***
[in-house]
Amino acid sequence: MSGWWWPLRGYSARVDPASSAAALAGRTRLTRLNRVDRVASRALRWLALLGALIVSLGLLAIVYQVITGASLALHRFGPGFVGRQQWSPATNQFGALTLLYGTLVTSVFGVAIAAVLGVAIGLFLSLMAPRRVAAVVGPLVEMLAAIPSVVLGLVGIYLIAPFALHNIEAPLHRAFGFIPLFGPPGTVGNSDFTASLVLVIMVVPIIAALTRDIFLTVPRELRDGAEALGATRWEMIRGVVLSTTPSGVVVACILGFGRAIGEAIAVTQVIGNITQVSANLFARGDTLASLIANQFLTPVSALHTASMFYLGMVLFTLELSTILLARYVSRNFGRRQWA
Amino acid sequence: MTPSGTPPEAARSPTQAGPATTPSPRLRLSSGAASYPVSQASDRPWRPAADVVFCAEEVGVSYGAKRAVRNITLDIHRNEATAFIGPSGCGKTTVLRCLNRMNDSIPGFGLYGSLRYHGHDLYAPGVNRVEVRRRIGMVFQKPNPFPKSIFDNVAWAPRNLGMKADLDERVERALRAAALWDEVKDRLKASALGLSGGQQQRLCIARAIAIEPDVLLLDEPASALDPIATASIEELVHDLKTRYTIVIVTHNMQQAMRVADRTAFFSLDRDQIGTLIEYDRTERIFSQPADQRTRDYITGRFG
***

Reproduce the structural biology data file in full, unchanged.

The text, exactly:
[in-house]
Amino acid sequence: MSGWWWPLRGYSARVDPASSAAALAGRTRLTRLNRVDRVASRALRWLALLGALIVSLGLLAIVYQVITGASLALHRFGPGFVGRQQWSPATNQFGALTLLYGTLVTSVFGVAIAAVLGVAIGLFLSLMAPRRVAAVVGPLVEMLAAIPSVVLGLVGIYLIAPFALHNIEAPLHRAFGFIPLFGPPGTVGNSDFTASLVLVIMVVPIIAALTRDIFLTVPRELRDGAEALGATRWEMIRGVVLSTTPSGVVVACILGFGRAIGEAIAVTQVIGNITQVSANLFARGDTLASLIANQFLTPVSALHTASMFYLGMVLFTLELSTILLARYVSRNFGRRQWA
Amino acid sequence: MTPSGTPPEAARSPTQAGPATTPSPRLRLSSGAASYPVSQASDRPWRPAADVVFCAEEVGVSYGAKRAVRNITLDIHRNEATAFIGPSGCGKTTVLRCLNRMNDSIPGFGLYGSLRYHGHDLYAPGVNRVEVRRRIGMVFQKPNPFPKSIFDNVAWAPRNLGMKADLDERVERALRAAALWDEVKDRLKASALGLSGGQQQRLCIARAIAIEPDVLLLDEPASALDPIATASIEELVHDLKTRYTIVIVTHNMQQAMRVADRTAFFSLDRDQIGTLIEYDRTERIFSQPADQRTRDYITGRFG